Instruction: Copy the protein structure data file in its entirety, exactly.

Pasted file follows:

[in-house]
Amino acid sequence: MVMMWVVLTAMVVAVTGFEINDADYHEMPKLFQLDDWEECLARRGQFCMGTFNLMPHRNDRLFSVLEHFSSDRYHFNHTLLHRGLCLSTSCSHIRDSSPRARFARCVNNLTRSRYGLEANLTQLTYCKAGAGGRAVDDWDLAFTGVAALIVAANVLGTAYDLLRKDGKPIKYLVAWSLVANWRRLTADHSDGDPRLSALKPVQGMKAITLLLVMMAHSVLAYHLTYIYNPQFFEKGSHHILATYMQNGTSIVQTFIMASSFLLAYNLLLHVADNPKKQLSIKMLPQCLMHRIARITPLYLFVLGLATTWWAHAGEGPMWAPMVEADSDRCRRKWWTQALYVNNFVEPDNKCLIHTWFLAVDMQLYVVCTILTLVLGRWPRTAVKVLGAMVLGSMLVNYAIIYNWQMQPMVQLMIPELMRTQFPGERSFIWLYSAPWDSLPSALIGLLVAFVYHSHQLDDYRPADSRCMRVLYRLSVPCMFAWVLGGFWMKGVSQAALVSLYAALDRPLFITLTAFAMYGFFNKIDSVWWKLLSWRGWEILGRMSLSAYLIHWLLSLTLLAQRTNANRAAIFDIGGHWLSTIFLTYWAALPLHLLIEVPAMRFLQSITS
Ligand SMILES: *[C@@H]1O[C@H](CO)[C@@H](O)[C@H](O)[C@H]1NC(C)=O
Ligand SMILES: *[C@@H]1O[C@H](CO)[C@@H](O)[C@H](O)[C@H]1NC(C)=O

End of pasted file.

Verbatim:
[in-house]
Amino acid sequence: MVMMWVVLTAMVVAVTGFEINDADYHEMPKLFQLDDWEECLARRGQFCMGTFNLMPHRNDRLFSVLEHFSSDRYHFNHTLLHRGLCLSTSCSHIRDSSPRARFARCVNNLTRSRYGLEANLTQLTYCKAGAGGRAVDDWDLAFTGVAALIVAANVLGTAYDLLRKDGKPIKYLVAWSLVANWRRLTADHSDGDPRLSALKPVQGMKAITLLLVMMAHSVLAYHLTYIYNPQFFEKGSHHILATYMQNGTSIVQTFIMASSFLLAYNLLLHVADNPKKQLSIKMLPQCLMHRIARITPLYLFVLGLATTWWAHAGEGPMWAPMVEADSDRCRRKWWTQALYVNNFVEPDNKCLIHTWFLAVDMQLYVVCTILTLVLGRWPRTAVKVLGAMVLGSMLVNYAIIYNWQMQPMVQLMIPELMRTQFPGERSFIWLYSAPWDSLPSALIGLLVAFVYHSHQLDDYRPADSRCMRVLYRLSVPCMFAWVLGGFWMKGVSQAALVSLYAALDRPLFITLTAFAMYGFFNKIDSVWWKLLSWRGWEILGRMSLSAYLIHWLLSLTLLAQRTNANRAAIFDIGGHWLSTIFLTYWAALPLHLLIEVPAMRFLQSITS
Ligand SMILES: *[C@@H]1O[C@H](CO)[C@@H](O)[C@H](O)[C@H]1NC(C)=O
Ligand SMILES: *[C@@H]1O[C@H](CO)[C@@H](O)[C@H](O)[C@H]1NC(C)=O